There are several different ways to check the current system/platform in
CMake, and each interacts with cross-compiling in different ways.
CMake sets certain variables to true depending on the current platform
and toolchain in use. These always describe the target platform.
UNIX : is TRUE on all UNIX-like OS's, including Apple OS X and
WIN32 : is TRUE on Windows. Prior to 2.8.4 this included CygWin
APPLE : is TRUE on Apple systems. Note this does not imply the
system is Mac OS X, only that APPLE is #defined in C/C++
MINGW : is TRUE when using the MinGW compiler in Windows
MSYS : is TRUE when using the MSYS developer environment in Windows
CYGWIN : is TRUE on Windows when using the CygWin version of cmake
A cleaner and more cross-compiling-compatible way to check the current
platform is through the CMAKE_SYSTEM variables.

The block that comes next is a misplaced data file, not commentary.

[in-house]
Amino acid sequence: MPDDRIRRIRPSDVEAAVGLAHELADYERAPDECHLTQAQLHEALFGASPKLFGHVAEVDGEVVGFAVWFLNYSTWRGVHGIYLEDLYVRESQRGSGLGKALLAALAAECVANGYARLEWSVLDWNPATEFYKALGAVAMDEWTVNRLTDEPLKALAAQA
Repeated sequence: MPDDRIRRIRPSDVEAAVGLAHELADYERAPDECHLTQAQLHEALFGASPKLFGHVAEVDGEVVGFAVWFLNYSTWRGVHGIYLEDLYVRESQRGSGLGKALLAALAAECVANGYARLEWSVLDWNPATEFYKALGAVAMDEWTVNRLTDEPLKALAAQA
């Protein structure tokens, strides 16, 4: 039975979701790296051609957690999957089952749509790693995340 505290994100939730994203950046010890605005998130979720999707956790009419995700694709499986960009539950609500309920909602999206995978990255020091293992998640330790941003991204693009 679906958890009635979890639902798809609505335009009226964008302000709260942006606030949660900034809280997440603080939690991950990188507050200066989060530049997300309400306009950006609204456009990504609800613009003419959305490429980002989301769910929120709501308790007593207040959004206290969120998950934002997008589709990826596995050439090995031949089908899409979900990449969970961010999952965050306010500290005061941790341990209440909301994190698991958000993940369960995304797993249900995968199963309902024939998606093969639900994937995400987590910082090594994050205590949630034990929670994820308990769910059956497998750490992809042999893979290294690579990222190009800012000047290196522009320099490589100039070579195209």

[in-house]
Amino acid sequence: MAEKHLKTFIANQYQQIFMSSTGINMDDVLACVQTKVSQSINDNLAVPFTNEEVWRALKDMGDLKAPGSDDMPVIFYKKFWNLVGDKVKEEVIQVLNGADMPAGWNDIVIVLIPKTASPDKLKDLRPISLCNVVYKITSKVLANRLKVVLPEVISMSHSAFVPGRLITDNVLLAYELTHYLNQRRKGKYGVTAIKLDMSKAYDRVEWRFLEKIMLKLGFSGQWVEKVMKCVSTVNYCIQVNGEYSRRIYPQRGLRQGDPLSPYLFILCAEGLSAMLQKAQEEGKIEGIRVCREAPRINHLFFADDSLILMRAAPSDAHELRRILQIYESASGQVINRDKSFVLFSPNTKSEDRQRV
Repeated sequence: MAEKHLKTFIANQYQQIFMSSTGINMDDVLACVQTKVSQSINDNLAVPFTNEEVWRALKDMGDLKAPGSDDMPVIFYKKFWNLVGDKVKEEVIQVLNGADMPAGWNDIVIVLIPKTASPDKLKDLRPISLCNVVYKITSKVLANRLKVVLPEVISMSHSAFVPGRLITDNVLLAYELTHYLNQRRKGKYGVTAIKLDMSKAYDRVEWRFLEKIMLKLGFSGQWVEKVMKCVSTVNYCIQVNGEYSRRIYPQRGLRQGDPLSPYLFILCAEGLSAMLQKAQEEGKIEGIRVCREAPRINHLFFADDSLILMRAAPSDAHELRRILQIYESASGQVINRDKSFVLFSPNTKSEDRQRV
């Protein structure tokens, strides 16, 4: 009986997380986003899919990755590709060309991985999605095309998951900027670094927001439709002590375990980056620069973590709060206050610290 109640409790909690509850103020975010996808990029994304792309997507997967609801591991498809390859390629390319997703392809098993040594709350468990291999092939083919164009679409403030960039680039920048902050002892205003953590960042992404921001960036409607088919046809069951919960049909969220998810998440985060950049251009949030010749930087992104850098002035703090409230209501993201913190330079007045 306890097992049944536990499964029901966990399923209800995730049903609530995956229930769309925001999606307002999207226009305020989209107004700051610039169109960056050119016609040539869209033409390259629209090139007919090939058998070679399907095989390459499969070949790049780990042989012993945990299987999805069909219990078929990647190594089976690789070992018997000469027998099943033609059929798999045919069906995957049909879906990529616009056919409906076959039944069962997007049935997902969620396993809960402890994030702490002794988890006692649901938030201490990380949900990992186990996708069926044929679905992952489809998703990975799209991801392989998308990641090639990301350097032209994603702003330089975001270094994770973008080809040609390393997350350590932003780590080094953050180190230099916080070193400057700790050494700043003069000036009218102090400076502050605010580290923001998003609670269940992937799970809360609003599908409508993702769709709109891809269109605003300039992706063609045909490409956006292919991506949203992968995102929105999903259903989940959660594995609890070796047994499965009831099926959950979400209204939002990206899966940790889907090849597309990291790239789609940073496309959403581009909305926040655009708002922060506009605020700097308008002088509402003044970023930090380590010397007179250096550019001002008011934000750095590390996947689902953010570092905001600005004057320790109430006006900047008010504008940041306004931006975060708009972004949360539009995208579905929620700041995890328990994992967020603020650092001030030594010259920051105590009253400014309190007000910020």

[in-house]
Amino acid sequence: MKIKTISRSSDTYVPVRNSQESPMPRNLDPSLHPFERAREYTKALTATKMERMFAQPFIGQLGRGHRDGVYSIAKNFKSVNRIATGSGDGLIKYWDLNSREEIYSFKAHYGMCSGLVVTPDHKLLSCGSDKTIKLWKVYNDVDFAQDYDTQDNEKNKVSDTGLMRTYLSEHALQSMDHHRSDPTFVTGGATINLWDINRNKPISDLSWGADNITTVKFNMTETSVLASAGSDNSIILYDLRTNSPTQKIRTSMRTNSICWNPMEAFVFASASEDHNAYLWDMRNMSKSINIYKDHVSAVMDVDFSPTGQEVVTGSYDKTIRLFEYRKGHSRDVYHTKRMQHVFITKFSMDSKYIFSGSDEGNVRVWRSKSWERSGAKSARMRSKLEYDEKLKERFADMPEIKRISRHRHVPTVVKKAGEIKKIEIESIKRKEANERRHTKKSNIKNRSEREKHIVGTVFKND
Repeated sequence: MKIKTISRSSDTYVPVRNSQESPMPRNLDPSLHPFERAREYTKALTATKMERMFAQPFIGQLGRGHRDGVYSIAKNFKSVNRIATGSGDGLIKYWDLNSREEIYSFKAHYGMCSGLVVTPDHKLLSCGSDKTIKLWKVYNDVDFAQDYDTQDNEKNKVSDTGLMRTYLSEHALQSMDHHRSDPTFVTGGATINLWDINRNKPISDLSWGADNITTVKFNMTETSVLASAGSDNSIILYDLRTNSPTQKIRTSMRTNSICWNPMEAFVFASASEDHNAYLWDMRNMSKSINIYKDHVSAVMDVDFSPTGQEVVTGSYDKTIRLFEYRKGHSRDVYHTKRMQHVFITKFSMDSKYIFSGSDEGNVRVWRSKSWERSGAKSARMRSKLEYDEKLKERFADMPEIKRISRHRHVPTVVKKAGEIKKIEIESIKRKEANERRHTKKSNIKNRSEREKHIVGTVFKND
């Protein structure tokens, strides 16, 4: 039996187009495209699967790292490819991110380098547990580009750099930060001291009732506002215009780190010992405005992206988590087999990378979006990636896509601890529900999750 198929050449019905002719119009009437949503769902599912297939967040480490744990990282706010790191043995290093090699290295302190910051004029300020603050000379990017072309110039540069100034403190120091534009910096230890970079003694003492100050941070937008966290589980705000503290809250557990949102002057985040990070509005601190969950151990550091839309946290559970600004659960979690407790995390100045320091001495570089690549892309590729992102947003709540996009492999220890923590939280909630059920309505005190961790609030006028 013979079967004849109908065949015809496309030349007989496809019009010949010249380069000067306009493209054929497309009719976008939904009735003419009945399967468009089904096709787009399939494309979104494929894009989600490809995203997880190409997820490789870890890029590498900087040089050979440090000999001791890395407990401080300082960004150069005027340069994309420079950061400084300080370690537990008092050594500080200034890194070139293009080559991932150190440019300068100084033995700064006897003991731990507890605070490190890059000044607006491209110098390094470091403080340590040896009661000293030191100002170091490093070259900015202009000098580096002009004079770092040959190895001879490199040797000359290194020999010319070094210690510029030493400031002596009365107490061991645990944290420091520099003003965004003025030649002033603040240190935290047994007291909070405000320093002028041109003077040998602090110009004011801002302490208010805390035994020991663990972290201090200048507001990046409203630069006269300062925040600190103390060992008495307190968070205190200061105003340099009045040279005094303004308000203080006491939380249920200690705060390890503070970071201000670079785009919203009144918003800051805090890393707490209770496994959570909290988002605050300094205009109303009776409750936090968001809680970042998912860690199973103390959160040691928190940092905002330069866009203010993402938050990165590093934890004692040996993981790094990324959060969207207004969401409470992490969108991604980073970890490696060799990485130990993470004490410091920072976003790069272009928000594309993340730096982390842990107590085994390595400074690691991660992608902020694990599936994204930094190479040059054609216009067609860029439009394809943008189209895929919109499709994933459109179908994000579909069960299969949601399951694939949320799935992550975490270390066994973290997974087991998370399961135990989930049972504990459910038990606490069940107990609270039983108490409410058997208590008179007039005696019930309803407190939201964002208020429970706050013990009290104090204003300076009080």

CMAKE_SYSTEM : the complete system name, e.g. "Linux-2.4.22",
"FreeBSD-5.4-RELEASE" or "Windows 5.1"
CMAKE_SYSTEM_NAME : The name of the system targeted by the build.
The three common values are Windows, Darwin, and Linux,
though several others exist, such as Android, FreeBSD, and
CrayLinuxEnvironment. Platforms without an operating system,
such as embedded devices, are given Generic as a system name.
CMAKE_SYSTEM_VERSION : Version of the operating system. Generally
the kernel version.
CMAKE_SYSTEM_PROCESSOR : the processor name (e.g. "Intel(R)
Pentium(R) M processor 2.00GHz")
CMAKE_HOST_SYSTEM_NAME : The name of the system hosting the
build. Has the same possible values as CMAKE_SYSTEM_NAME.
This page was initially populated by conversion from its original location in another wiki.